The point here is that the United States was not actively involved in supporting Israel prior to 1967, yet anti-Americanism in the Arab world was rampant. The Arabs might have blamed the United States for Israel, but there was little empirical basis for this claim. Certainly, U.S. aid commenced in 1967 and surged in 1974, but the argument that eliminating support for Israel would cause anti-Americanism to decline must first explain the origins of anti-Americanism, which substantially predated American support for Israel. In fact, it is not clear that Arab anti-Americanism was greater after the initiation of major aid to Israel than before. Indeed, Egypt, the most important Arab country, shifted its position to a pro-American stance after the 1973 war in the face of U.S. aid.
Israel’s Importance to the United States
Let’s now consider the assumption that Israel is a critical U.S. asset. American grand strategy has always been derived from British grand strategy. The United States seeks to maintain regional balances of power in order to avoid the emergence of larger powers that can threaten U.S. interests. The Cold War was a massive exercise in the balance of power, pitting an American-sponsored worldwide alliance system against one formed by the Soviet Union. Since the end of the Cold War, the United States has acted a number of times against regional hegemons: Iraq in 1990-91, Serbia in 1999 and so on.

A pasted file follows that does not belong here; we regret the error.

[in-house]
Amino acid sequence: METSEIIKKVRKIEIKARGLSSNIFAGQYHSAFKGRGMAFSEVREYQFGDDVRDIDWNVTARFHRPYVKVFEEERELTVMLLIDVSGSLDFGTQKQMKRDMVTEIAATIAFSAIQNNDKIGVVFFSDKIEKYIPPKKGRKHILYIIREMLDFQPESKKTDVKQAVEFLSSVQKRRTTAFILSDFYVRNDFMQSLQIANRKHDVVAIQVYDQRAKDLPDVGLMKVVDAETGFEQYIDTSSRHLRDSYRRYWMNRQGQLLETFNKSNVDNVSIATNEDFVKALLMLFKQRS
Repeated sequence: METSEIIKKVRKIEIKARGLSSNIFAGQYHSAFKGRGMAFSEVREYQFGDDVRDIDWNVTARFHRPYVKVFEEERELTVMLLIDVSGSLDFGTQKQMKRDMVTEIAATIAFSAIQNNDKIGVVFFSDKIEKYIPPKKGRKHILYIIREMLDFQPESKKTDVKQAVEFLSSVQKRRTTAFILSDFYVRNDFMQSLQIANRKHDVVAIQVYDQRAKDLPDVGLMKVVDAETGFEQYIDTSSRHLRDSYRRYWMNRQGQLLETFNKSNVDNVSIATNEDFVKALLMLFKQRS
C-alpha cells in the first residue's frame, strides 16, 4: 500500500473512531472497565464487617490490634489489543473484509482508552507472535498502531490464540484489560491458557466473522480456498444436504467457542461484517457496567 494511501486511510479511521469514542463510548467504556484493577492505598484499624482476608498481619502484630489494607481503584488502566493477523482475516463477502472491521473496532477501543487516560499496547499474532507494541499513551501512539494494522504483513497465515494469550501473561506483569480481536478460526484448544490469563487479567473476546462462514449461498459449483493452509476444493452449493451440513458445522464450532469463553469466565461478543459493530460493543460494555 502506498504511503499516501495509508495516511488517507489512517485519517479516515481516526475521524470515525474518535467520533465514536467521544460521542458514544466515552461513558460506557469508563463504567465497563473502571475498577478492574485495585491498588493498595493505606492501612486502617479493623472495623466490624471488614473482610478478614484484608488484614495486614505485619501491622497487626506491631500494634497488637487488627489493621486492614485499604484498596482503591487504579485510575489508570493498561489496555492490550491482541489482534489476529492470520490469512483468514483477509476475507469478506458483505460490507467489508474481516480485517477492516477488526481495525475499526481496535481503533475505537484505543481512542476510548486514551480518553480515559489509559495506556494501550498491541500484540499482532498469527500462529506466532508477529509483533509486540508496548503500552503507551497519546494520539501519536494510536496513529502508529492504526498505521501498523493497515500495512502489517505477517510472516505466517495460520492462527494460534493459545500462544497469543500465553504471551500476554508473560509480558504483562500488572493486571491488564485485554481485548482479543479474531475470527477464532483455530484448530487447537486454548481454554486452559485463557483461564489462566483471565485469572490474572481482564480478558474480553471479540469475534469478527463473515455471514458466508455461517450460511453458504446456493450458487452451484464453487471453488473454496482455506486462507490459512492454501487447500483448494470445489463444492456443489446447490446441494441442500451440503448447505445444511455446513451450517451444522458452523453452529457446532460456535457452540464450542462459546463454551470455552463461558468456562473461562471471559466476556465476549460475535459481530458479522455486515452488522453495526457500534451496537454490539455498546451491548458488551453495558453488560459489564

In the area called generally the Middle East, but which we prefer to think of as the area between the Mediterranean and the Hindu Kush, there are three intrinsic regional balances. One is the Arab-Israeli balance of power. The second is the Iran-Iraq balance. The third is the Indo-Pakistani balance of power. The American goal in each balance is not so much stability as it is the mutual neutralization of local powers by other local powers.
Two of the three regional balances of power are collapsed or in jeopardy. The 2003 U.S. invasion of Iraq and the failure to quickly put a strong, anti-Iranian government in place in Baghdad, has led to the collapse of the central balance of power — with little hope of resurrection. The eastern balance of power between Pakistan and India is also in danger of toppling. The Afghan war has caused profound stresses in Pakistan, and there are scenarios in which we can imagine Pakistan’s power dramatically weakening or even cracking. It is unclear how this will evolve, but what is clear is that it is not in the interest of the United States because it would destroy the native balance of power with India. The United States does not want to see India as the unchallenged power in the subcontinent any more than it wants to see Pakistan in that position. The United States needs a strong Pakistan to balance India, and its problem now is how to manage the Afghan war — a side issue strategically — without undermining the strategic interest of the United States, an Indo-Pakistani balance of power.